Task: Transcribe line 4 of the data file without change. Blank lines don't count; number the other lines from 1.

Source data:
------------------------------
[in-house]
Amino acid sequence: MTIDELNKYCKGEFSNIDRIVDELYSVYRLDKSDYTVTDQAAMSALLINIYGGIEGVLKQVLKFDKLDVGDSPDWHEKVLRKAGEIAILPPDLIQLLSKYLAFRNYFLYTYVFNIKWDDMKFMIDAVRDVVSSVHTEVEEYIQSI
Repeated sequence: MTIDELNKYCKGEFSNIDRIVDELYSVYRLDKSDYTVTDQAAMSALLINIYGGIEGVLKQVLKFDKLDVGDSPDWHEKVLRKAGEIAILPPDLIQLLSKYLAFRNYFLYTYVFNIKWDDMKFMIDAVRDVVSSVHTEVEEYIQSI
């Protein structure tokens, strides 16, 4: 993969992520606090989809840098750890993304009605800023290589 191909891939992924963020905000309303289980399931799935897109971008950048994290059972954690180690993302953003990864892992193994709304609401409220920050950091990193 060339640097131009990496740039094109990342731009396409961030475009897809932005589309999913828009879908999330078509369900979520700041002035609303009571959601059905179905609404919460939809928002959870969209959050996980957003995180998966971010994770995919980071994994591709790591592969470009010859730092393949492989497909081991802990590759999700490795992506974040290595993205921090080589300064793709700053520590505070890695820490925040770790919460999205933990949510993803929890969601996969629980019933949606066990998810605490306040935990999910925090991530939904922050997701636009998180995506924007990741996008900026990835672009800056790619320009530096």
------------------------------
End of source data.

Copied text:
């Protein structure tokens, strides 16, 4: 993969992520606090989809840098750890993304009605800023290589 191909891939992924963020905000309303289980399931799935897109971008950048994290059972954690180690993302953003990864892992193994709304609401409220920050950091990193 060339640097131009990496740039094109990342731009396409961030475009897809932005589309999913828009879908999330078509369900979520700041002035609303009571959601059905179905609404919460939809928002959870969209959050996980957003995180998966971010994770995919980071994994591709790591592969470009010859730092393949492989497909081991802990590759999700490795992506974040290595993205921090080589300064793709700053520590505070890695820490925040770790919460999205933990949510993803929890969601996969629980019933949606066990998810605490306040935990999910925090991530939904922050997701636009998180995506924007990741996008900026990835672009800056790619320009530096």